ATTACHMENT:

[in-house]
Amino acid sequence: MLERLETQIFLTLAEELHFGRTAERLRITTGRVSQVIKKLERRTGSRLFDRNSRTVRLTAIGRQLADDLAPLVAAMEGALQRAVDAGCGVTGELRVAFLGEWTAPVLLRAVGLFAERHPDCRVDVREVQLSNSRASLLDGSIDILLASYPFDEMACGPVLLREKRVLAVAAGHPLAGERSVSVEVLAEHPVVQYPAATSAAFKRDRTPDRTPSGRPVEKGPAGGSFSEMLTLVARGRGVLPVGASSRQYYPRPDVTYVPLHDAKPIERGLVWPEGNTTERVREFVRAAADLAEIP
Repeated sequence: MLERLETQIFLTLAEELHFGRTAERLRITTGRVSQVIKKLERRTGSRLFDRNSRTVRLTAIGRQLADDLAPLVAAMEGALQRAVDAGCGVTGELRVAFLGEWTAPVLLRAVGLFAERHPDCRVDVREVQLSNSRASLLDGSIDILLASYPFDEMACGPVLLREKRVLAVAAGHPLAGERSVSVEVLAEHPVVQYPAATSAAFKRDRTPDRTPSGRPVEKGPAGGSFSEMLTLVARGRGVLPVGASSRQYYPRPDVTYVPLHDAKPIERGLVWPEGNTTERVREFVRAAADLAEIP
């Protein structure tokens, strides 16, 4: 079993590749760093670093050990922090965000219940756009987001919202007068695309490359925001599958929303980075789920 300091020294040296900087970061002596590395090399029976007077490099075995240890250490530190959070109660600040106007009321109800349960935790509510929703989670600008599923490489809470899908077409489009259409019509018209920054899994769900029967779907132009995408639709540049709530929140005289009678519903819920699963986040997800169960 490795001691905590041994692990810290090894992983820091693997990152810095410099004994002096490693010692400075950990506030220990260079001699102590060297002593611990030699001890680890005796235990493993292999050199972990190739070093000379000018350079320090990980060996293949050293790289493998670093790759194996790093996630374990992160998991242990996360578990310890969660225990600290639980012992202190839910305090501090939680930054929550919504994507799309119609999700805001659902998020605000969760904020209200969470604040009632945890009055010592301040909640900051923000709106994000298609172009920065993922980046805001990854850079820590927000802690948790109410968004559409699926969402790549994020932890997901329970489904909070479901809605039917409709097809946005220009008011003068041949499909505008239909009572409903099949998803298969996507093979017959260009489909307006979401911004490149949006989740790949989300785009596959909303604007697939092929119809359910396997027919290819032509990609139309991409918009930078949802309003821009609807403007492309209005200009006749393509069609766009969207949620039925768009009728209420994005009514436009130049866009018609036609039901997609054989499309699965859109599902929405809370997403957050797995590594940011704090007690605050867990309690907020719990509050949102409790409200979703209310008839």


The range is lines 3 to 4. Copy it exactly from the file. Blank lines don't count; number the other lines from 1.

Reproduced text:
Repeated sequence: MLERLETQIFLTLAEELHFGRTAERLRITTGRVSQVIKKLERRTGSRLFDRNSRTVRLTAIGRQLADDLAPLVAAMEGALQRAVDAGCGVTGELRVAFLGEWTAPVLLRAVGLFAERHPDCRVDVREVQLSNSRASLLDGSIDILLASYPFDEMACGPVLLREKRVLAVAAGHPLAGERSVSVEVLAEHPVVQYPAATSAAFKRDRTPDRTPSGRPVEKGPAGGSFSEMLTLVARGRGVLPVGASSRQYYPRPDVTYVPLHDAKPIERGLVWPEGNTTERVREFVRAAADLAEIP
């Protein structure tokens, strides 16, 4: 079993590749760093670093050990922090965000219940756009987001919202007068695309490359925001599958929303980075789920 300091020294040296900087970061002596590395090399029976007077490099075995240890250490530190959070109660600040106007009321109800349960935790509510929703989670600008599923490489809470899908077409489009259409019509018209920054899994769900029967779907132009995408639709540049709530929140005289009678519903819920699963986040997800169960 490795001691905590041994692990810290090894992983820091693997990152810095410099004994002096490693010692400075950990506030220990260079001699102590060297002593611990030699001890680890005796235990493993292999050199972990190739070093000379000018350079320090990980060996293949050293790289493998670093790759194996790093996630374990992160998991242990996360578990310890969660225990600290639980012992202190839910305090501090939680930054929550919504994507799309119609999700805001659902998020605000969760904020209200969470604040009632945890009055010592301040909640900051923000709106994000298609172009920065993922980046805001990854850079820590927000802690948790109410968004559409699926969402790549994020932890997901329970489904909070479901809605039917409709097809946005220009008011003068041949499909505008239909009572409903099949998803298969996507093979017959260009489909307006979401911004490149949006989740790949989300785009596959909303604007697939092929119809359910396997027919290819032509990609139309991409918009930078949802309003821009609807403007492309209005200009006749393509069609766009969207949620039925768009009728209420994005009514436009130049866009018609036609039901997609054989499309699965859109599902929405809370997403957050797995590594940011704090007690605050867990309690907020719990509050949102409790409200979703209310008839």